Many misconceptions are associated with diabetes, but it’s a complex condition that predominately affects people in two forms. You have type 1 and type 2; type 1 diabetes is typically caused by an autoimmune response in which the immune system attacks insulin making cells in the pancreas. The cause hasn’t been confirmed and the healthiest individuals can be affected.
While diabetes is prevalent in the U.S., it’s making a painful mark on countries around the world. It has been speculated that rates of type 1 aren’t high in some poverty stricken countries because people die quickly after diagnosis, since they don’t have access to insulin. Insulin is life: Type 1 diabetics around the world are dying without it.
Say Hello to T1International
T1International is aiming to change the world for diabetics. Their website states that they are “working toward access and affordability of access to insulin, diabetes supplies, medical care and education for all people living with type 1 diabetes.” Awareness is raised through personal stories form type 1 diabetics, statistics and other data, as well as providing knowledge to those supporting the cause through the T1International Advocacy Tool Kit.
Recently, the head of T1International, Elizabeth Rowley, traveled to Uganda to take part in a camp hosted by the Sonia Nabeta Foundation, who also advocates for type 1 diabetics and their need for supplies in in Africa. Elizabeth and Stephen Nabeta began the foundation in honor of their daughter, Sonia Stephanie Clarissa Kyagaba Nabeta, who lost her battle with type 1 diabetes in 2015.
Rowley and her travel partner, Gavin Griffiths, were able to inspire not only hope in the camp’s attendees, but a passion to push for change. With the Advocacy Tool Kit, Rowley spent several sessions explaining how to effectively fight for the things they need to survive. Their current goal is to constructively create a plan to get the government to commit to providing one daily syringe to each diabetic by the end of the year. Ugandan diabetics depend on donations, which can often be uncertain, and syringes are a crucial part of care. T1International made a profound impact in Uganda and continues to do so in other areas.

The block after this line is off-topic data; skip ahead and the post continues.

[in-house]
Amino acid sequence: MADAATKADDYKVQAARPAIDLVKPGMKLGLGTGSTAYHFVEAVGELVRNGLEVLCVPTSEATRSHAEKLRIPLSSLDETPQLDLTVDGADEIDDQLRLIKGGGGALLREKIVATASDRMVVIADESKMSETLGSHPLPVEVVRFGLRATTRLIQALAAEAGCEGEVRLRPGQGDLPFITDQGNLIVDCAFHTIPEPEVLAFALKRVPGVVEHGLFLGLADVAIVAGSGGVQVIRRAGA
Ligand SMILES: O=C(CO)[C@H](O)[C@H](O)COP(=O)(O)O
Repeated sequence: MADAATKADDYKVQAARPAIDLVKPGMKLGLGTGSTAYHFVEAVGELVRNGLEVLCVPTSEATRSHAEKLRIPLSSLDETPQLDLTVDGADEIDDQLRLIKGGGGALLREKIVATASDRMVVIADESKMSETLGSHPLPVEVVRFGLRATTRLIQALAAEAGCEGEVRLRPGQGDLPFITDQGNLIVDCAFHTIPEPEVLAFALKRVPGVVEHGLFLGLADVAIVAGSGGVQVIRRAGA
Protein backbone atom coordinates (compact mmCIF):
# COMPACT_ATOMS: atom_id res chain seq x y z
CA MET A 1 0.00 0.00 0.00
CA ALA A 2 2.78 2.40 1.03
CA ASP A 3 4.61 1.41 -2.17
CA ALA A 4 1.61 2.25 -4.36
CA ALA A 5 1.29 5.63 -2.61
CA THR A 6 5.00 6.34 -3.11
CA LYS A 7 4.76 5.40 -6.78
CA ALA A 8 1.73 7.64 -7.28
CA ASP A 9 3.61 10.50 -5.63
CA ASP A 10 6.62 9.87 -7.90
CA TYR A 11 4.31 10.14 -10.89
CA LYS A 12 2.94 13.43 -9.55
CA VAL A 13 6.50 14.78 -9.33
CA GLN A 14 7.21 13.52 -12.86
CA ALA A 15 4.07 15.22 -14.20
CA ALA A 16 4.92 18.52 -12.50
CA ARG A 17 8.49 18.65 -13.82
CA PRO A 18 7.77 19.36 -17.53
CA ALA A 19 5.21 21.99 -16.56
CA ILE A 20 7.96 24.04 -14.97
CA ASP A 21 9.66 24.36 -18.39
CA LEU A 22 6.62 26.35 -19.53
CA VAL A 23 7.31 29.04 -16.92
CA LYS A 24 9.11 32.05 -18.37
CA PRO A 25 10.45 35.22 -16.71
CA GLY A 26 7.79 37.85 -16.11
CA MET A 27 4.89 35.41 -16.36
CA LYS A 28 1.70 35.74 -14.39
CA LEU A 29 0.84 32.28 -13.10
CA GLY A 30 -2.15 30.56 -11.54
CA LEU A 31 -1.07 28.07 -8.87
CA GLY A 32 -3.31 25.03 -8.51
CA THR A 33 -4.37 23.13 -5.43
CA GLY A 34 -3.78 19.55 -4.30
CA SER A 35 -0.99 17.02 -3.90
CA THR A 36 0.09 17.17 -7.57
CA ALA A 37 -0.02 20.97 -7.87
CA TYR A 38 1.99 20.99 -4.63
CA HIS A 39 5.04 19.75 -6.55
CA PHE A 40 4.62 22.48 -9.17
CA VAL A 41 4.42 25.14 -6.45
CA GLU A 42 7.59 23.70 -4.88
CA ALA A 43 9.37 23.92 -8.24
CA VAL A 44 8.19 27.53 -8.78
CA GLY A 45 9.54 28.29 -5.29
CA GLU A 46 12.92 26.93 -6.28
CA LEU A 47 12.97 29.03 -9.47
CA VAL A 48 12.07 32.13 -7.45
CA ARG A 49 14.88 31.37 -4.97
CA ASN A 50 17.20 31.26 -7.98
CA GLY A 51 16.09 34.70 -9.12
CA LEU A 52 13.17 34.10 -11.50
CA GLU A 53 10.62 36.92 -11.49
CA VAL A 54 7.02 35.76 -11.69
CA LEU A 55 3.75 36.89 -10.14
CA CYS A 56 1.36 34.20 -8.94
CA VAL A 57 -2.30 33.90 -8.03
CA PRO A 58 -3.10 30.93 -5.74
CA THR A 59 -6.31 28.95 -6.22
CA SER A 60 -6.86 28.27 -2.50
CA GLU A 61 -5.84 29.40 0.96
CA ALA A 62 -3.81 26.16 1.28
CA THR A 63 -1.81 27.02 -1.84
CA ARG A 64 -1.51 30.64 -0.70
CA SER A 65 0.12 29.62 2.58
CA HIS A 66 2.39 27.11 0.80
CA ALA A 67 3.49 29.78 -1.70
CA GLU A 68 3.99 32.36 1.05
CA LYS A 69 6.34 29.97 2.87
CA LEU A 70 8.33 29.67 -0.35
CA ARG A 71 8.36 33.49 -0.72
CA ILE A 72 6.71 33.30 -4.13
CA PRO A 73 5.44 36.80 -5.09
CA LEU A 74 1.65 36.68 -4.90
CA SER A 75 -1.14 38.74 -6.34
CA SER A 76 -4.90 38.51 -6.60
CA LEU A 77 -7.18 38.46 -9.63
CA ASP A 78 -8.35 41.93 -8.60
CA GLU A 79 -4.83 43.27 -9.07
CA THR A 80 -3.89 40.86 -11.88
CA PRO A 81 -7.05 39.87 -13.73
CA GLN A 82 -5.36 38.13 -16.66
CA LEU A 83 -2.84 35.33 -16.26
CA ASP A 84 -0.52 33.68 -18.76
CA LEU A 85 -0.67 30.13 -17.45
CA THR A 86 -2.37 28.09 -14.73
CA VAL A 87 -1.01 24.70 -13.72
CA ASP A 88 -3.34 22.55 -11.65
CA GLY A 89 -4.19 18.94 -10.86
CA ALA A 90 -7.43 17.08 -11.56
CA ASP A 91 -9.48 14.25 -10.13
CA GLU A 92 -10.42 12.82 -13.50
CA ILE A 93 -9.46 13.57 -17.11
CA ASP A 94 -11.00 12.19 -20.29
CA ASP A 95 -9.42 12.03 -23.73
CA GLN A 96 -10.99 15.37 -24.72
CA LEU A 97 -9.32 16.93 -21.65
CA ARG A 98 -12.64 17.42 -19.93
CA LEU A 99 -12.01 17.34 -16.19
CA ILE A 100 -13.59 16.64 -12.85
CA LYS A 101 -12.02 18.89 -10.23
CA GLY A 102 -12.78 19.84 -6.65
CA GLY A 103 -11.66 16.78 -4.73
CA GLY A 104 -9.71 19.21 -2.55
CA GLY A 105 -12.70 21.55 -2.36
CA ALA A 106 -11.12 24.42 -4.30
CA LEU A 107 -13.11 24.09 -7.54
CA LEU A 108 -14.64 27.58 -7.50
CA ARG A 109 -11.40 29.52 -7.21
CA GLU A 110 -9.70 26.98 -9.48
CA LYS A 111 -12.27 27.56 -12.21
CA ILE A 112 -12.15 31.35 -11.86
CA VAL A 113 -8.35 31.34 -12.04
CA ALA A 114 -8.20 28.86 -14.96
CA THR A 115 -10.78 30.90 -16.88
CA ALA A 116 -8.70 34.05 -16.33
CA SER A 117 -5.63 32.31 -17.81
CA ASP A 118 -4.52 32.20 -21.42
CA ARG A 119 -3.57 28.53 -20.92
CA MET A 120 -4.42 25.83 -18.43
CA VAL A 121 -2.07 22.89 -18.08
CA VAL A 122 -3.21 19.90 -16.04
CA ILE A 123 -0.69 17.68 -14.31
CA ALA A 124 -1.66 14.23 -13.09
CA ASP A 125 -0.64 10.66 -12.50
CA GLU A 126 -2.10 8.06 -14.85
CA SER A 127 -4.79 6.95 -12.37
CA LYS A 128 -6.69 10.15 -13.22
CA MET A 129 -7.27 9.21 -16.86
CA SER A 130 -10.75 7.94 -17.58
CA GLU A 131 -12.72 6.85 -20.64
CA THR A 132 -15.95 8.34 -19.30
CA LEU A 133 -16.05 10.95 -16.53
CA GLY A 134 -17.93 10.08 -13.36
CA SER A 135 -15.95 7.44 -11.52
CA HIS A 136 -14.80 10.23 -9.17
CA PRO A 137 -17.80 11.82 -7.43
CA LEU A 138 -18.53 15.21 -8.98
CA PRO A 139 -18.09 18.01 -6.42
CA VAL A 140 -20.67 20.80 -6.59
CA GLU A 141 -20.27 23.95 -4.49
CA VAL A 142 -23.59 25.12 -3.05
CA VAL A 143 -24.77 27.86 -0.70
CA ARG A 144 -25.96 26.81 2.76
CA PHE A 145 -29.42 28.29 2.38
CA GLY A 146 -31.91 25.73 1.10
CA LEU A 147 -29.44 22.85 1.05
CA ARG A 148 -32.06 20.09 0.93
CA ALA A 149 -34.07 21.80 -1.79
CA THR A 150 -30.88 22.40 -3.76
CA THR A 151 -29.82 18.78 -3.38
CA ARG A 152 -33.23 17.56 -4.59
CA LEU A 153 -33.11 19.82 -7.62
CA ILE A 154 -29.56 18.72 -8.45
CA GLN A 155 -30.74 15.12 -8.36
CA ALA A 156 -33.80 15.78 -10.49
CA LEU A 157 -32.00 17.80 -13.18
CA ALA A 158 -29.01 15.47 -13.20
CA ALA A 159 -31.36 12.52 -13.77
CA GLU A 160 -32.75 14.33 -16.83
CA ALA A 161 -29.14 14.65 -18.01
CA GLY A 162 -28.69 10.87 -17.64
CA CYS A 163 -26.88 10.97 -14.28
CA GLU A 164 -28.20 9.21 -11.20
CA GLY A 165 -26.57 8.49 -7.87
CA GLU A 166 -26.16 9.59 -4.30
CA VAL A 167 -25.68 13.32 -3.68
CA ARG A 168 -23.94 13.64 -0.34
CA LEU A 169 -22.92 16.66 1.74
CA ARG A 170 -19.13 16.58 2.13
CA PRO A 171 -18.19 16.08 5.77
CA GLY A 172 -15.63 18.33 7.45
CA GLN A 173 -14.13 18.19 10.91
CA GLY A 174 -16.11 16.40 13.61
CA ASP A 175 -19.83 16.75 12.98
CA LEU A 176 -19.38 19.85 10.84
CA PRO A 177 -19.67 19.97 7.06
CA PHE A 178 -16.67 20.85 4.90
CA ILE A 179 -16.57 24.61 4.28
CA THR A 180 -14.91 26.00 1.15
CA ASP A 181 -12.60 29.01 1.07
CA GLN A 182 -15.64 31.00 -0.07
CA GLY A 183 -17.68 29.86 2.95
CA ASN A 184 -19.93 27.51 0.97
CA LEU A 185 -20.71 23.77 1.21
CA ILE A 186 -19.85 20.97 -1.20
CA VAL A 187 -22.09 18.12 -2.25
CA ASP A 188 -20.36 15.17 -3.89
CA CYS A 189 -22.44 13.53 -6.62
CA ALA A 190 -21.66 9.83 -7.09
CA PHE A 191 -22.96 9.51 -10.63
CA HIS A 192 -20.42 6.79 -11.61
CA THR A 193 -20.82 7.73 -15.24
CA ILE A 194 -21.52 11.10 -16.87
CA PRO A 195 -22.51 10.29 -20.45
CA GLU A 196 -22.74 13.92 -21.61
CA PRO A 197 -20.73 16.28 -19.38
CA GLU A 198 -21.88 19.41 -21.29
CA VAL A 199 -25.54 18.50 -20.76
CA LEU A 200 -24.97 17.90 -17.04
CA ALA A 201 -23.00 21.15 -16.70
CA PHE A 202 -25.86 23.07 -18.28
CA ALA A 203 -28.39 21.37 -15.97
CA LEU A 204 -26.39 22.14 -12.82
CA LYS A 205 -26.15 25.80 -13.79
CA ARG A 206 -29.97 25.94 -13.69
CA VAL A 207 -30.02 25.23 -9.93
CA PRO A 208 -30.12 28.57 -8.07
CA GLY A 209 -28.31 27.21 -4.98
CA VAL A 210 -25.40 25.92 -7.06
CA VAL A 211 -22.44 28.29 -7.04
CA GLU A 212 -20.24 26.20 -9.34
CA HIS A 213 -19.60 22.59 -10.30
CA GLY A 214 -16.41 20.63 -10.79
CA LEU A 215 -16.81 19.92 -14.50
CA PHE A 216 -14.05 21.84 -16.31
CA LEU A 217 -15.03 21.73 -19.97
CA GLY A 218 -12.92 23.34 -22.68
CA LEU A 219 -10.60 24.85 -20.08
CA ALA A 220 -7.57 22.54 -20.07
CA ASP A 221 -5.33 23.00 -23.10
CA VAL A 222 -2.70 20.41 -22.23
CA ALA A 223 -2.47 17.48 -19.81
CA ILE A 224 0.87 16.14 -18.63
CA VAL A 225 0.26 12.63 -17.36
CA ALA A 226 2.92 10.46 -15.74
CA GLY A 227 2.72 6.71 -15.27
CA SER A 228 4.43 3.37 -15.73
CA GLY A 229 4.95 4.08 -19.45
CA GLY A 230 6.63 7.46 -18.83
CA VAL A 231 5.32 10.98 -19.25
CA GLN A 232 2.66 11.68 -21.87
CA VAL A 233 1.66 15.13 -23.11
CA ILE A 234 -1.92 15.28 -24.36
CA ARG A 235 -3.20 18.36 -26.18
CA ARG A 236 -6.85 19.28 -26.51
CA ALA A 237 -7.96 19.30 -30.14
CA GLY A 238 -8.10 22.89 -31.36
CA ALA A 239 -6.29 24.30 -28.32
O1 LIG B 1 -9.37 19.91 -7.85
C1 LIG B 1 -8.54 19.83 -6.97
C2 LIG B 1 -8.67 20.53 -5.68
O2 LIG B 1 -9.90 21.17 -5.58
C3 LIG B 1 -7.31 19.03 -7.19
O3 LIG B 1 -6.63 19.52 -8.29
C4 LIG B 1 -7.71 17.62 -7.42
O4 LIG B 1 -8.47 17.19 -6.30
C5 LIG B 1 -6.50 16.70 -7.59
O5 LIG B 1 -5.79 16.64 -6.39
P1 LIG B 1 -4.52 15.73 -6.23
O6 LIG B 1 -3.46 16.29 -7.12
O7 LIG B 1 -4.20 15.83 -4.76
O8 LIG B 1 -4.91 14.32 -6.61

Low income individuals in Bolivia often die as they do not have access to proper healthcare. Patients wait in long lines to see doctors; natural remedies are often used in place of insulin, leading to severe complications and death. Much of the insulin in Bolivia has been smuggled in and sometimes is of poor quality, which also causes complications.
Venezuelans have little to no access to insulin or blood sugar strips. Parents of diabetic children will opt to not inject insulin when they are unable to test blood sugar. Too much insulin could cause a life threatening condition known as hypoglycemia, but high blood sugar can result in death as well. Unfortunately, it’s a lose-lose situation.
Thailand is praised for having a great healthcare system, and they do have great healthcare that is accessible to those who work. But there is little education of what type 1 diabetes is, therefore the care is inadequate. People die because the disease is not understood. Advocacy can prove to be extremely important in these places because it helps create a knowledge base and understanding.
Even in the U.S., diabetics aren’t getting the insulin they need because of astronomical prices. Here, in our own country, people are dying because of this.
The Universal Declaration of Human Rights is a United Nations document drafted by diverse individuals worldwide, in effort to set a standard of principals in which our world should live upon. “It sets out, for the first time, fundamental human rights to be universally protected and it has been translated into over 500 languages,” states the UN’s site. Article 3 in this document reads, “Everyone has the right to life, liberty and security of person.” The right to life; we all have the right to life. To me, it seems we are stripping type 1 diabetics of the right to live by denying them a medication they cannot live without.
In 1921, Frederick Banting and Charles H. Best discovered insulin and handed the patent over to the University of Toronto, and ultimately Eli Lilly, because they wanted it to be distributed to everyone who would need it. Their intent was not to make money, but their fears are now a reality; many diabetics don’t have access.
People have been spreading the word through the #insulin4all tag and by signing the T1International charter. The charter shows how many supporters stand behind diabetic rights and can be an influencer in making big changes in governments. Five key rights that diabetics need to live a full, healthy life are:
1. The right to insulin.
2. The right to manage your blood sugar.
3. The right to diabetes education.
4. The right to healthcare.
5. The right to live a life free from discrimination.
By simply educating yourself on the matter, sharing the #insulin4all tag and signing the charter, you are giving diabetics everywhere a fighting chance.
Photos courtesy T1International.
Karyn Wofford is a type 1 diabetic, EMT and Certified Wellness Specialist. For years she has educated herself on wellness and natural, wholesome living. Karyn’s goal is to help people be the healthiest they can be while living fun, happy lives.
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